SEOUL -- Hyundai Motor shareholders overwhelmingly rejected Friday a dividend payment roughly seven times what the automaker proposed, dealing a stinging blow to the American activist fund that put it forward.
Elliott Management, which holds a roughly 3% stake, proposed a dividend of 21,967 won (around $19) per share. This would have cost the automaker about 5.8 trillion won, including preferred stock -- nearly four times its consolidated net profit for 2018. Shareholders instead approved a 3,000 won dividend with nearly 90% of the vote.
The South Korean market widely saw the proposal as coming from an investor that does not plan to hold the stock for the long term.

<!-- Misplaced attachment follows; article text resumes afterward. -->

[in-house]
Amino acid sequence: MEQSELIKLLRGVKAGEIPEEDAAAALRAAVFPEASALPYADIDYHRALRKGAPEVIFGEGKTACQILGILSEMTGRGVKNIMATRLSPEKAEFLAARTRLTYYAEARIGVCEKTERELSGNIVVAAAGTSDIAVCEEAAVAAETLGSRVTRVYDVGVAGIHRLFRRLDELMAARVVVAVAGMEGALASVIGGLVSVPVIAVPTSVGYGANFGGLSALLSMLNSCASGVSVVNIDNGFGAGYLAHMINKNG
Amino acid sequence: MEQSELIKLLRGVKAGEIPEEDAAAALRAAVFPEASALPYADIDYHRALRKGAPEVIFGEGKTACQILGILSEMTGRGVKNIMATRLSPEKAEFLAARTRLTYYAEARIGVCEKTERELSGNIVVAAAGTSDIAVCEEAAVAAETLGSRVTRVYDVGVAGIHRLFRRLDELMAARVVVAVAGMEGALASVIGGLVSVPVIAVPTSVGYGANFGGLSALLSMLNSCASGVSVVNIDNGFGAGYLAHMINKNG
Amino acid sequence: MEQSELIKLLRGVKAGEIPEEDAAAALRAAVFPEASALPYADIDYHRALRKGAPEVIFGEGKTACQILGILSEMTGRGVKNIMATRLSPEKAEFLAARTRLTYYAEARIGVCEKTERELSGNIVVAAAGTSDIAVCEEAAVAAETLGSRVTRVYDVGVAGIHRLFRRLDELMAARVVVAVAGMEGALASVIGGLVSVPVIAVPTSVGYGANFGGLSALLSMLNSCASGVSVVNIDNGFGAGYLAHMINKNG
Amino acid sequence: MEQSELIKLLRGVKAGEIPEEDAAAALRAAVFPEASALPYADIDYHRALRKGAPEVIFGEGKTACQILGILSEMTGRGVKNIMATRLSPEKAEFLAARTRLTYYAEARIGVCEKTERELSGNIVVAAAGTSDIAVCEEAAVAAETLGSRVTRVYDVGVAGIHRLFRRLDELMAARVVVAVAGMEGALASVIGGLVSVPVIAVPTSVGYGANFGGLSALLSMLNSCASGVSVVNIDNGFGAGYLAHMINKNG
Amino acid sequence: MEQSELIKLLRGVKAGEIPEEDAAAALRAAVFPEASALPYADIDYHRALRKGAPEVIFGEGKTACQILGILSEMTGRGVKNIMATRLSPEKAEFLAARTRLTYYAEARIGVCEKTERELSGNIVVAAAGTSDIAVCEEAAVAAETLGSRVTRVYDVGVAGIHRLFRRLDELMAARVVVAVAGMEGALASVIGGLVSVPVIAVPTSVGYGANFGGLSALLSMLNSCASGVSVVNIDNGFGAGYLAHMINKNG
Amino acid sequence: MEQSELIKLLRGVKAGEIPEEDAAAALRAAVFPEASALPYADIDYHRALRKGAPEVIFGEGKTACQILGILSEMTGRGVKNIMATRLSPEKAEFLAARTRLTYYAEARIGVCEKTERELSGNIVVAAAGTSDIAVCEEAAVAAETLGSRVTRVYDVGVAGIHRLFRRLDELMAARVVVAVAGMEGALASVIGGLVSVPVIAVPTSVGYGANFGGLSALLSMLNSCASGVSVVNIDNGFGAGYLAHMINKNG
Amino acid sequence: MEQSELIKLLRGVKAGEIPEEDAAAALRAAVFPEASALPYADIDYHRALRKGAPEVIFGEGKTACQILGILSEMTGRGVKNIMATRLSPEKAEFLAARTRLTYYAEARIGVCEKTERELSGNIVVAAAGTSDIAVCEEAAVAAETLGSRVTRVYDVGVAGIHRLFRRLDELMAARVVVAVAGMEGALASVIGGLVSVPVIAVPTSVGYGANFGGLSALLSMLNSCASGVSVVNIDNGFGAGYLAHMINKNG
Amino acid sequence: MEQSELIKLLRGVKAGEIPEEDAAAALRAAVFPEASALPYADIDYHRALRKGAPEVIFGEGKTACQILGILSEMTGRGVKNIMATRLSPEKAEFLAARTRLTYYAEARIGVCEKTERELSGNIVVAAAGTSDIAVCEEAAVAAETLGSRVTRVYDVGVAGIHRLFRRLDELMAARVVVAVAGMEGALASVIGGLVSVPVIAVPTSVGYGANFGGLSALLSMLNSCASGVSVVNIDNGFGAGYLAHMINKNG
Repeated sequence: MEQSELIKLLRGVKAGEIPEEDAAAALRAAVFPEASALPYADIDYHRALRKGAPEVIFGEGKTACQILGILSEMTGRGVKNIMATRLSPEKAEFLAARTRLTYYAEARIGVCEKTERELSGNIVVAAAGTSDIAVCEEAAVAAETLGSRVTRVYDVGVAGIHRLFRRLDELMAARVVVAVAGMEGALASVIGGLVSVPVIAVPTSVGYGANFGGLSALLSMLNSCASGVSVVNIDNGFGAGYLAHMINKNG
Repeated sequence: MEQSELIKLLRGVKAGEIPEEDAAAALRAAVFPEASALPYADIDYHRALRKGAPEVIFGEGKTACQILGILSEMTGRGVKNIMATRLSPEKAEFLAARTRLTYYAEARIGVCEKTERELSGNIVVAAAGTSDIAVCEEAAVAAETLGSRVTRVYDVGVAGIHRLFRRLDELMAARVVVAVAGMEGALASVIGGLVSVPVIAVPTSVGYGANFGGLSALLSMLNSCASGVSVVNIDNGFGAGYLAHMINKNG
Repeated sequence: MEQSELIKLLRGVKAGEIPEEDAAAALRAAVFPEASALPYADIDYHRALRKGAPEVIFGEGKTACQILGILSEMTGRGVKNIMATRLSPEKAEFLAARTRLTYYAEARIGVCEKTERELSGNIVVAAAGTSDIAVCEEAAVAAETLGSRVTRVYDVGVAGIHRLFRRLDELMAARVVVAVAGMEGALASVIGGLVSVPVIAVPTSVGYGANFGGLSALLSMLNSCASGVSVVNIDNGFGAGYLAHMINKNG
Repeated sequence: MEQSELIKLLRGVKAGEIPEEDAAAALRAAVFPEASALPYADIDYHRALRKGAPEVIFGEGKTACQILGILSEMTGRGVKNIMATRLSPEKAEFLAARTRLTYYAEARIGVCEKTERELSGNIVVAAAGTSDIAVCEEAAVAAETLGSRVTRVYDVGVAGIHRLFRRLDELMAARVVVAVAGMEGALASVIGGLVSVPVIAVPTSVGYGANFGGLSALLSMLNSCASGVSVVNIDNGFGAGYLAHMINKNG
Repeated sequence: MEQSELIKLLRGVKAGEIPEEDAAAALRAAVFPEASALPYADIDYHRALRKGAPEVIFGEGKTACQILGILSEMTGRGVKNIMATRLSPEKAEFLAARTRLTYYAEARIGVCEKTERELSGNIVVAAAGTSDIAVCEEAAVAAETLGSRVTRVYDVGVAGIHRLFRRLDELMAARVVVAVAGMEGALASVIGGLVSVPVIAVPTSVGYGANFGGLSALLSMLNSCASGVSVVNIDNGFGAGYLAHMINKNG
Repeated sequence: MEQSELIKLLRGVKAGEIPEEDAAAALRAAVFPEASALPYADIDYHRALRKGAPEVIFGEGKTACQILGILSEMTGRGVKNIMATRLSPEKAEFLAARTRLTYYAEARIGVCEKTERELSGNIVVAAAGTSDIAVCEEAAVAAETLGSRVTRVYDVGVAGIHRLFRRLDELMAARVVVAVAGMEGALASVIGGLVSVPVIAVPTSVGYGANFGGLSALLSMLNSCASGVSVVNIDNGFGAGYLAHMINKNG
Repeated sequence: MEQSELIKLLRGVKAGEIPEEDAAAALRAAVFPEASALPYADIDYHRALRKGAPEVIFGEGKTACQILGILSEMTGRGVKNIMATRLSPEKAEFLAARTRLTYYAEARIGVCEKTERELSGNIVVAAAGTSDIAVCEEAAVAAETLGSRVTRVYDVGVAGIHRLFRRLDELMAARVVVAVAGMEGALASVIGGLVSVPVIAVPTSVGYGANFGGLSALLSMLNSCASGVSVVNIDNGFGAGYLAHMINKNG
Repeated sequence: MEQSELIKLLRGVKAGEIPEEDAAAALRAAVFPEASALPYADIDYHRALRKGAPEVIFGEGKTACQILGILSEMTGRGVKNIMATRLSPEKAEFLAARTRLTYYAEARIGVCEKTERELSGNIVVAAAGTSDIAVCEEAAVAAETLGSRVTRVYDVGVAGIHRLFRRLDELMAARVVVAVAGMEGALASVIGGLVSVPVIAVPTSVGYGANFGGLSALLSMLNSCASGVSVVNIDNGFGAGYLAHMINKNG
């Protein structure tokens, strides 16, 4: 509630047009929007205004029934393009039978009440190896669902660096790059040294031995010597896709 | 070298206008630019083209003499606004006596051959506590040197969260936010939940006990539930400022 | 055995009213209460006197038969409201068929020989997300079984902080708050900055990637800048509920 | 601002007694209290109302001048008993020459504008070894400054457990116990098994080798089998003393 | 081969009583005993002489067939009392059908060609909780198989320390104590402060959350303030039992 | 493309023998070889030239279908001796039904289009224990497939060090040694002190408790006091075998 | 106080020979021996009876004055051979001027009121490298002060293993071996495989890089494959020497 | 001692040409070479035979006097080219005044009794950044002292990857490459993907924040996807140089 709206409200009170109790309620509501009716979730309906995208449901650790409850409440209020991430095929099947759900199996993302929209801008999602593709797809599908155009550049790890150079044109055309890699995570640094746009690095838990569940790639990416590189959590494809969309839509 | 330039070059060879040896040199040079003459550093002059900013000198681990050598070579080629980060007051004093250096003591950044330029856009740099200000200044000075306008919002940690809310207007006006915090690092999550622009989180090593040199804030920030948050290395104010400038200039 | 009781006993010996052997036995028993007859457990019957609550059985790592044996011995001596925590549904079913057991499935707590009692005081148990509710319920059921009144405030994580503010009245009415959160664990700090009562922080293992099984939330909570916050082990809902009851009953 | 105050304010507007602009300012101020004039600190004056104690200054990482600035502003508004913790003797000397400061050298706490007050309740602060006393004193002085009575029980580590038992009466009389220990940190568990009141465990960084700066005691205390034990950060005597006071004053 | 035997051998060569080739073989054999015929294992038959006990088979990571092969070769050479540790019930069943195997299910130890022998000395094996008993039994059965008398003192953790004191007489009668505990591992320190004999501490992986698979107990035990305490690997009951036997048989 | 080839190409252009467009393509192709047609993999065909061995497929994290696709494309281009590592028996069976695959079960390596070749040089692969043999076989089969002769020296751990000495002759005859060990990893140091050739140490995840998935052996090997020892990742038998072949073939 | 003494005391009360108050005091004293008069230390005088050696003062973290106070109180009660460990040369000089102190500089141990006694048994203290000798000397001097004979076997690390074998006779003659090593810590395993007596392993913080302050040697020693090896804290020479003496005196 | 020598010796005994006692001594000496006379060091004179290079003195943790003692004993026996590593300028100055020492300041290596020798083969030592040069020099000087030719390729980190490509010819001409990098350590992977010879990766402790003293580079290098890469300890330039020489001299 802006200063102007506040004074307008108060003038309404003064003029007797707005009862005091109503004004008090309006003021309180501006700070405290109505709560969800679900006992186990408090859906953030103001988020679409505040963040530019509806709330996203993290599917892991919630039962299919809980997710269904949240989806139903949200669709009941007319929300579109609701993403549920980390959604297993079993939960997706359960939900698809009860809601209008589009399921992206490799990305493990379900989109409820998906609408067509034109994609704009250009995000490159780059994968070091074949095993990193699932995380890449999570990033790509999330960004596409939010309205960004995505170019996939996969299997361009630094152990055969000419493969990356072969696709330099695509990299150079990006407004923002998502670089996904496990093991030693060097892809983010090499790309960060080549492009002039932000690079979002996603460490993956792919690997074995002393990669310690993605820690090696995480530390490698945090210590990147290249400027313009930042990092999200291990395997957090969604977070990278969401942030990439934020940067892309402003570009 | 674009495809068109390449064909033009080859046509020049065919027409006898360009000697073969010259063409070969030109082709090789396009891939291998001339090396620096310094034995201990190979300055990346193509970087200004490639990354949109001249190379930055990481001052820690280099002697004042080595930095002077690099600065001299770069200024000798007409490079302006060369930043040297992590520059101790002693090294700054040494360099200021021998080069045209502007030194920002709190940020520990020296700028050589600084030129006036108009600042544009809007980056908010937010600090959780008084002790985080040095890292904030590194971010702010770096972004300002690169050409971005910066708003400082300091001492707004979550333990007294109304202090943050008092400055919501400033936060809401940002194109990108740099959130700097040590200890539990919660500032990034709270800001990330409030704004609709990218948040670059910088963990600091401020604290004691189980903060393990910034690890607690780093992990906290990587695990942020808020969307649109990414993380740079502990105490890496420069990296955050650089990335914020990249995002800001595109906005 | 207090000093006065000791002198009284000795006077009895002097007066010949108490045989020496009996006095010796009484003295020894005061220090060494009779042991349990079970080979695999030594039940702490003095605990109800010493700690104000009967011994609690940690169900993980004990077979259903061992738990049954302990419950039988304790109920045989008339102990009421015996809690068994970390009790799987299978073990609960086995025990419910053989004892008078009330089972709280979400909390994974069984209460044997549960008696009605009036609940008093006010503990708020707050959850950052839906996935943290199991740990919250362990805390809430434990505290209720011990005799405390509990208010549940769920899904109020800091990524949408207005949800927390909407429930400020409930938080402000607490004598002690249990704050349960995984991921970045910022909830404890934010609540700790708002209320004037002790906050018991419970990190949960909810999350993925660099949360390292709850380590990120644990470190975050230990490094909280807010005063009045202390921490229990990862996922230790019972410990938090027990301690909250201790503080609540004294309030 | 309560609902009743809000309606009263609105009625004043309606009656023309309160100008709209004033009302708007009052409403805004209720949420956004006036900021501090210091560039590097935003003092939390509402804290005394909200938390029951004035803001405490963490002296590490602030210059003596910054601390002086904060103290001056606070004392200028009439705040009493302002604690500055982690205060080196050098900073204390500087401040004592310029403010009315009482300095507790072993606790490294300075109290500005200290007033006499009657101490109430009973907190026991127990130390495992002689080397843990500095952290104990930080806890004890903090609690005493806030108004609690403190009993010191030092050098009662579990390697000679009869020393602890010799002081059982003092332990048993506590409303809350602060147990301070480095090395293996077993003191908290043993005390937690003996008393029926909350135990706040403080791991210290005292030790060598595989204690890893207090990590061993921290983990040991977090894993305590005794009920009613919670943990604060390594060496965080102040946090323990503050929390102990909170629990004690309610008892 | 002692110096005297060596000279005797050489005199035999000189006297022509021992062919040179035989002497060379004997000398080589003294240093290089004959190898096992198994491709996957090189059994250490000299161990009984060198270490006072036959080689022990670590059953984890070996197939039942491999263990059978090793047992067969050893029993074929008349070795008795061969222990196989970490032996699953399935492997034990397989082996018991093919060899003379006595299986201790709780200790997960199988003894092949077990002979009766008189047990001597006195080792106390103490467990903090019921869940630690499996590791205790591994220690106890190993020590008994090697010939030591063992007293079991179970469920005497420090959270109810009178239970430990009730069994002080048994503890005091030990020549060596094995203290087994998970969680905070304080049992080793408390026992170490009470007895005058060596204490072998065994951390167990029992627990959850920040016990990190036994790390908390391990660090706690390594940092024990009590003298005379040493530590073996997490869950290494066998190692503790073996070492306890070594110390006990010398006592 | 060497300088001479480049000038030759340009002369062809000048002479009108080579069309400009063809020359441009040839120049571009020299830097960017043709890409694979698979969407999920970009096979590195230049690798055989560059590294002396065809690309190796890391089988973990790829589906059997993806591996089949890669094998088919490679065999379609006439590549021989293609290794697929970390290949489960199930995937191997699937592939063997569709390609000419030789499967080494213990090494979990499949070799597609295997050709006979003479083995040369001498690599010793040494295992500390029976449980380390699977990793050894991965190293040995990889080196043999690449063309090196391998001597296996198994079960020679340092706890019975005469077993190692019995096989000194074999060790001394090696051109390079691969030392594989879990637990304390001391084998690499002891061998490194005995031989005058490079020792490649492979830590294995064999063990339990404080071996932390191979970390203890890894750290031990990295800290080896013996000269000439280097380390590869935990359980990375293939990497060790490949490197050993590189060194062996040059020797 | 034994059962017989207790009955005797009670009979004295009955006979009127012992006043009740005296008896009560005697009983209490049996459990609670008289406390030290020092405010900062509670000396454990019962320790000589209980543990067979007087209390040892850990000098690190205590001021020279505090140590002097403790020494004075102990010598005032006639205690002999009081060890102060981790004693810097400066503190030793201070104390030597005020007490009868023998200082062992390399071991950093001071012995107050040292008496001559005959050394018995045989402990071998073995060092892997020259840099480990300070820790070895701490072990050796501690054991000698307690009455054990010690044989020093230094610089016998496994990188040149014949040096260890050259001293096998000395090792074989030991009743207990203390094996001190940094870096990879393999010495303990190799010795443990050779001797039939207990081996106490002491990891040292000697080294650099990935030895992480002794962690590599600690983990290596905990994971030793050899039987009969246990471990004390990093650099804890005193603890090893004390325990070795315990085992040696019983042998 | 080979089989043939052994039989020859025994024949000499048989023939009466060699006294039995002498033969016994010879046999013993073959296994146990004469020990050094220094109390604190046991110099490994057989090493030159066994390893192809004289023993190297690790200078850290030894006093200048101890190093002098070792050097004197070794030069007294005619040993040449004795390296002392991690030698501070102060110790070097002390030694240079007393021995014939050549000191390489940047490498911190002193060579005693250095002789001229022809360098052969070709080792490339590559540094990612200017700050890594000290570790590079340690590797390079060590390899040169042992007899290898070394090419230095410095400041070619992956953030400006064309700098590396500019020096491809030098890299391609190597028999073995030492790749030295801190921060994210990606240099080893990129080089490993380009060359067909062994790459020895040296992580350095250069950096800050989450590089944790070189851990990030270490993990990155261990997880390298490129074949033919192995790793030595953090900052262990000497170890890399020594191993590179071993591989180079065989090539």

Elliott's board picks also got the thumbs-down, with shareholders voting for three outside directors nominated by the automaker.
The 2019 shareholders meetings season is drawing attention as activist investors go up against the Hyundai Motor group and the Hanjin group, owner of Korean Air Lines. Hanjin holds its annual meeting next week.
Hyundai Motor's consolidated operating profit fell a sixth straight year in 2018 as it struggled in the top two auto markets of China and the U.S. Apologizing for last year's disappointing results, President Lee Won-hee predicted a tough year for the industry amid the persistence of falling American demand and stalling Chinese and European growth.